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John Mellencamp was born October 7, 1951, in Seymour, Indiana. He survived an early phase as a glam-rocker to become one of America's most successful mainstream rock singers of the 1980s. After playing in a local band, he was signed by David Bowie's manager Tony de Fries to a recording deal with MainMan in 1976. His name was changed to Johnny Cougar, and he was given a James Dean-style image, but a rush-released album of cover songs did not chart. He left MainMan and moved back to Indiana and recorded the self-penned "The Kid Inside."
Shortly afterwards, he signed to Riva Records, owned by Rod Stewart's manager Billy Gaff, who presented the singer as the next Bruce Springsteen. Mellencamp's first chart action came with the Top 30 single "I Need a Lover" in December 1979. He and his band toured constantly, a strategy which paid off in 1982 when his third Riva album, "American Fool," topped the album chart, while "Hurts So Good" (which earned his only Grammy) and "Jack and Diane" were certified as gold singles.
The following year, the singer changed his billing to John Cougar Mellencamp, and his chart successes continued with "Uh-Huh" in 1983 and "Scarecrow" in 1985. Many of his songs were now dealing with social problems, and he was one of the organizers of the Farm Aid series of benefit concerts. His straight-ahead rock numbers also brought a string of big hits in the late '80s, such as "Small Town," "R.O.C.K. in the U.S.A.," "Paper in Fire" and "Cherry Bomb."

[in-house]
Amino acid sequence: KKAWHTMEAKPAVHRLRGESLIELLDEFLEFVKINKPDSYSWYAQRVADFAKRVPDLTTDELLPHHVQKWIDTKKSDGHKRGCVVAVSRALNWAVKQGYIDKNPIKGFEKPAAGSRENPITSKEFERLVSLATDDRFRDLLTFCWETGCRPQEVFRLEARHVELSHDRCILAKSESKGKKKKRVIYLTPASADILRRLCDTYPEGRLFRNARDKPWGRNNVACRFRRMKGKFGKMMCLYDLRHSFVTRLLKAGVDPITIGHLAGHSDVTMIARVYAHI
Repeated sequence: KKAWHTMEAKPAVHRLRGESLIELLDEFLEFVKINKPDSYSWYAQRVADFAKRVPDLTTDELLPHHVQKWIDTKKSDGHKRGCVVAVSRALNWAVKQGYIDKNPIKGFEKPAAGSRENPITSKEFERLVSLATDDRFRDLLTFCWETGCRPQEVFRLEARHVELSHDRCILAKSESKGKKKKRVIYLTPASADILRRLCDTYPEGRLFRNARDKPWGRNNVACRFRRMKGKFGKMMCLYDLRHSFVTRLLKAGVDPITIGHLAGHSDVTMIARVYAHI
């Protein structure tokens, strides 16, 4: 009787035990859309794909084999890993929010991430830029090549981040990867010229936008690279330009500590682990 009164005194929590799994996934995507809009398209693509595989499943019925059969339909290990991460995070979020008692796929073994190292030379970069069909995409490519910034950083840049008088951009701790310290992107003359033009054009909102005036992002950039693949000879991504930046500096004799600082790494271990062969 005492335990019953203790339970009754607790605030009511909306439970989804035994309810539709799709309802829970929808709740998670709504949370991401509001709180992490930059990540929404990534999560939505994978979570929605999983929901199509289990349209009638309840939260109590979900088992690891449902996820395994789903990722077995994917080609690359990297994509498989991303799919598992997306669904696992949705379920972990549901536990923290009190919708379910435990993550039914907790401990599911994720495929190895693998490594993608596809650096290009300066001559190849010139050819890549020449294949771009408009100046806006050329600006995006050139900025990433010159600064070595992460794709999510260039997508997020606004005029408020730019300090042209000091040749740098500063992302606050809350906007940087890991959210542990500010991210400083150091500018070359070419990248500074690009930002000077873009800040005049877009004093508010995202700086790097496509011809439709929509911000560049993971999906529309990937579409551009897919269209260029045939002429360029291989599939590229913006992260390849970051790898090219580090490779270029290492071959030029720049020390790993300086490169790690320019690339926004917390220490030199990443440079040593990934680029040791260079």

Moving to Mercury Records, the 1987 album "Lonesome Jubilee" used fiddles and accordions to illustrate bleak portraits of America in recession, while "Pop Singer" from 1989's "Big Daddy" expressed his disillusionment with the music business. In addition to ditching the "Cougar" nickname, he then took time off to concentrate on painting but returned with "Whenever We Wanted" in 1991, which recaptured the muscular rock sound of his earlier albums.
In 1992, John Mellencamp directed and starred in the movie Falling From Grace. Despite radio's dismal reception to 1993's album "Human Wheels," he made a strong comeback with "Dance Naked" and its Top 10 cover version of Van Morrison's "Wild Night." He suffered a major heart attack shortly after the release of "Dance Naked" and was sidelined for more than a year.
John Mellencamp returned in 1996 with "Mr. Happy Go Lucky," augmented by the work of noted dance music producer Junior Vasquez. The album spawned the catchy hit single "Key West Intermezzo (I Saw You First)."
In 1997, Mercury Records released "The Best That I Could Do (1978-1988)." That collection of hits has sold 3 million copies, while "American Fool" and "Scarecrow" have been certified for sales of 5 million each. "Lonesome Jubilee" and "Uh-Huh" rest at 3 million, and six other albums have been certified platinum.
After parting ways with Mercury, a self-titled album arrived on Columbia in 1998, and "Cuttin' Heads" followed in 2001. Both have been certified gold. The blues album, "Trouble No More", was released in 2003.
Hit songs include --
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